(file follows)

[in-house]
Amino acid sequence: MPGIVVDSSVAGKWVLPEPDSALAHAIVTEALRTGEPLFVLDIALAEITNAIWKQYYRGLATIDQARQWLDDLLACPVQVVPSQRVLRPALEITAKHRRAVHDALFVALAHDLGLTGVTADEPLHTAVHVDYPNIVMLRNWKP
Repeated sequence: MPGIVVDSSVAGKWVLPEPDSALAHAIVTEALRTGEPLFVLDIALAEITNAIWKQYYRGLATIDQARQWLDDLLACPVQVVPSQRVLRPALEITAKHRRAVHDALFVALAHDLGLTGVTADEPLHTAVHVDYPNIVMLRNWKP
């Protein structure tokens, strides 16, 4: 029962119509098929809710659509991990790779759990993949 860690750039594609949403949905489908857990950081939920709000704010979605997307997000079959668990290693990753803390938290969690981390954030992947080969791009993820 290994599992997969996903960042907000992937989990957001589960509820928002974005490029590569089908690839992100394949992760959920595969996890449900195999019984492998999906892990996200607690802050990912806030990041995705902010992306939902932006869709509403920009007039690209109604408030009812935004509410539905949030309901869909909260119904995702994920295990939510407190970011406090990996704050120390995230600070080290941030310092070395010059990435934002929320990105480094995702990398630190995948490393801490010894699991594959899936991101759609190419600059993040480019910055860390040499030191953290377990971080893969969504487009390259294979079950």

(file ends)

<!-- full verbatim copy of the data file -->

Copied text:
[in-house]
Amino acid sequence: MPGIVVDSSVAGKWVLPEPDSALAHAIVTEALRTGEPLFVLDIALAEITNAIWKQYYRGLATIDQARQWLDDLLACPVQVVPSQRVLRPALEITAKHRRAVHDALFVALAHDLGLTGVTADEPLHTAVHVDYPNIVMLRNWKP
Repeated sequence: MPGIVVDSSVAGKWVLPEPDSALAHAIVTEALRTGEPLFVLDIALAEITNAIWKQYYRGLATIDQARQWLDDLLACPVQVVPSQRVLRPALEITAKHRRAVHDALFVALAHDLGLTGVTADEPLHTAVHVDYPNIVMLRNWKP
């Protein structure tokens, strides 16, 4: 029962119509098929809710659509991990790779759990993949 860690750039594609949403949905489908857990950081939920709000704010979605997307997000079959668990290693990753803390938290969690981390954030992947080969791009993820 290994599992997969996903960042907000992937989990957001589960509820928002974005490029590569089908690839992100394949992760959920595969996890449900195999019984492998999906892990996200607690802050990912806030990041995705902010992306939902932006869709509403920009007039690209109604408030009812935004509410539905949030309901869909909260119904995702994920295990939510407190970011406090990996704050120390995230600070080290941030310092070395010059990435934002929320990105480094995702990398630190995948490393801490010894699991594959899936991101759609190419600059993040480019910055860390040499030191953290377990971080893969969504487009390259294979079950």